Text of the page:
Greetings Father. I don't know exactly where to post this but I had question for you regarding the cosmological portion of your universe. I'm running a West Marches game type since last year and, I'll be honest, I stole your three main divinity when I read about them (Frumos, Arta and Tizan). I think it's great.First of all, thank you for letting me know that you have implemented one of my various attempts at a metaphorical trinitarian cosmology. Not only do I think it’s awesome, it makes me really happy that it’s being used in actual game play by someone not me. Again, thank you!
I'm playing with friends used to D&D and such so it's all good. But I was wondering about the long-term: my wife and I will have children, and I want to use D&D as a game and an educational tool. What would be the thing to do regarding the world and the cosmology of it ?
Pseudo-historical RPG set in Christian kingdom/mpire ? Analogical/allegorical like yours ? Or straight up remote to create a form of mythopoesis like Tolkien ?
Which one do you think has more value ? The goal is not to teach the creed through the game, that I understand very well, but mostly to make sure that the background imagination landscape, so to speak, it cohesive with the whole of education. What do you think ?
To get to your question, let’s compare the Bible, C.S. Lewis and J.R.R. Tolkien. All three take different approaches to infusing God and Christianity into their stories. All three tell terrific yarns. All three plant the seeds of Christian values. So the answer really isn’t about which approach works best. Rather, in context of playing an RPG, what is going to be the most fun for you and your players, because fun games get played. The longer a game gets played, the more you and your players get to wrestle with God at the gaming table.
Personally, I find that players like the approach you and I generally use at the table — we use a metaphor for the Trinity and as a stand-in for the Christian Church. This makes the fantasy world approachable. Not only is it familiar (it feels a lot like institutions we already have in the real world), but it is alien enough that we aren’t obligated to engage in a real-world kind of way. Devout Christians can explore characters that make choices they would be reluctant to if we were actually invoking the name of Christ. Secularists and atheists can explore religious characters because they don’t feel obligated to reject Christ and His Church as they do in their own life.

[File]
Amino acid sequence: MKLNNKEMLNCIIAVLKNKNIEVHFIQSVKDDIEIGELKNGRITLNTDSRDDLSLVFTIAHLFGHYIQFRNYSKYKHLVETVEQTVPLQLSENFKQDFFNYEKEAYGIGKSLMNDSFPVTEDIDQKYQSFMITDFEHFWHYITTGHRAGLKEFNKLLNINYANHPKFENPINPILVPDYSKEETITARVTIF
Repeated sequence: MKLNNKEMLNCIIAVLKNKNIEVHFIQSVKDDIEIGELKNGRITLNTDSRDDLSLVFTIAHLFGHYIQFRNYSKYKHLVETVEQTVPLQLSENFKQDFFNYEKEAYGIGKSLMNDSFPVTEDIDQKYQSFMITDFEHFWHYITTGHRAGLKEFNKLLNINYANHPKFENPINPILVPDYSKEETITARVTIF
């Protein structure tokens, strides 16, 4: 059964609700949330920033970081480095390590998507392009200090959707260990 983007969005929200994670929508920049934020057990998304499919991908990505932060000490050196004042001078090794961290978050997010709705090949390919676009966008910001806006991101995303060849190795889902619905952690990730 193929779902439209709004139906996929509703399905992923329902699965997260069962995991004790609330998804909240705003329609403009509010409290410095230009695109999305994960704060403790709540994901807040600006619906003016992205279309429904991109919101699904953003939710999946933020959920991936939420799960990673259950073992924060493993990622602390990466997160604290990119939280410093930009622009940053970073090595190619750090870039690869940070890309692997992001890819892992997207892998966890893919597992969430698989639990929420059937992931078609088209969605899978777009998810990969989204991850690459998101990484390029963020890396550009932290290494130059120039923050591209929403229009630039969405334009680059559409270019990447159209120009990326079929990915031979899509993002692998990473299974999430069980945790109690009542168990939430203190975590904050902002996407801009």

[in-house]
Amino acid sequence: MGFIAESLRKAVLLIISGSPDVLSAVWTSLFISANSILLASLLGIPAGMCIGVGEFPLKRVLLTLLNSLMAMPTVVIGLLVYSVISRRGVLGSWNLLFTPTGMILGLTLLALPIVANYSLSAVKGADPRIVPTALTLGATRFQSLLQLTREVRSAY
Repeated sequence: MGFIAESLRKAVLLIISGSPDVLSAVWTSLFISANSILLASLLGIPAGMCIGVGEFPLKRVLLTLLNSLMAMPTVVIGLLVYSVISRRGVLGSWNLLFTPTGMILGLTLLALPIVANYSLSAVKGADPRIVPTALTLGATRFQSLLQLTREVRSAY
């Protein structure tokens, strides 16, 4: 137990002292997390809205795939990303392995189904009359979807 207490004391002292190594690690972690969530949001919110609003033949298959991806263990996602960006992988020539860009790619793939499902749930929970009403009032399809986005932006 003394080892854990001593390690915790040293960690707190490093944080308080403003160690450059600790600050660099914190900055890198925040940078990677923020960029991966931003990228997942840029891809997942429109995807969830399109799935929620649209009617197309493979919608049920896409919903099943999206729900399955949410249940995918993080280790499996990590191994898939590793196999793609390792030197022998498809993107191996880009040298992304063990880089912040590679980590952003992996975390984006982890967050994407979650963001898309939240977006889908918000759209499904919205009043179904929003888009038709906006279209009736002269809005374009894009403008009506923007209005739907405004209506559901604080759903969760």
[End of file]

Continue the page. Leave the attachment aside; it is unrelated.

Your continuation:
Once players bypass their own real world prejudices, it gives everyone the freedom to explore the moral landscape of human experience with little of the real world consequences. To make this work, you as the Referee need to consistently offer your players the freedom to do what they want, but be firm with the consequences of those choices. The only time I Refereed an actual TPK was when the first level thief decided to try out his Pick Pocket skills and got caught. Then the rest of the party decided to try and fight their way out of the situation. That group of players was a lot more cautious about following the laws while in town after that.
The other thing that makes campaigns like this interesting is offering moral dilemmas — situations that have no right answer. Introduce NPCs like the Operative from Serenity — people who know they are monsters doing monstrous things for the greater good. Which is worse, allowing these NPCs to be monsters or allowing the greater evil they are keeping at bay to have one less obstacle to getting their tentacles into Civilization?
In this way, you allow players to embrace the image and likeness of God and to wrestle with God. Freedom and consequence, when done consistently and well, will go a long way to making your game fun and something people will want to come back to. Moral dilemmas will also not only be fun, but will be chewed on for years to come.
I hope that helps.
Father Dave, we have the same instinct when it comes to portraying God at the table. I have devised a clumsy analog for those real-world religions which are common in the West along with a lot of virtues and vices each focuses on.
As it turns out there are six sects and all worship the same God.
However I have not yet started the campaign which will present this cosmogony. I would very much like to hear about your Trinitarian cosmogony. Where can I find it?
I've written on this several times. I think these will probably be the most useful:
Thank you for the answer Father ! It was my sentiment as well. In any cases, I will be reporting on the campaign here (https://psionicblastfromthepast.blogspot.com/). If I ever have more musing on the subject, I will integrate them and also link back to this post.
I know this is an older post, but I was listening to a podcast discussing ecumenism between Orthodoxy and Protestantism, which quoted Chrystosom's Paschal homily, which I then had to look up and read in full due to how amazing it was, which then reminded me of your blog for some reason...
In any case, I just wanted to stop by and say God Bless, and I'd aspire to someday Referee my games (and seamlessly weave in Christian themes without making the game worse as we Christians often do when we try to meld our faith with our cultural practices) as you describe here.
Thanks Matt. As an Orthodox Christian, I am privileged to read St. John Chrysostom's Homily every Pascha/Easter. It is so good, we've made it a liturgical act every year and every year it says everything we need to know about the Resurrection. It's
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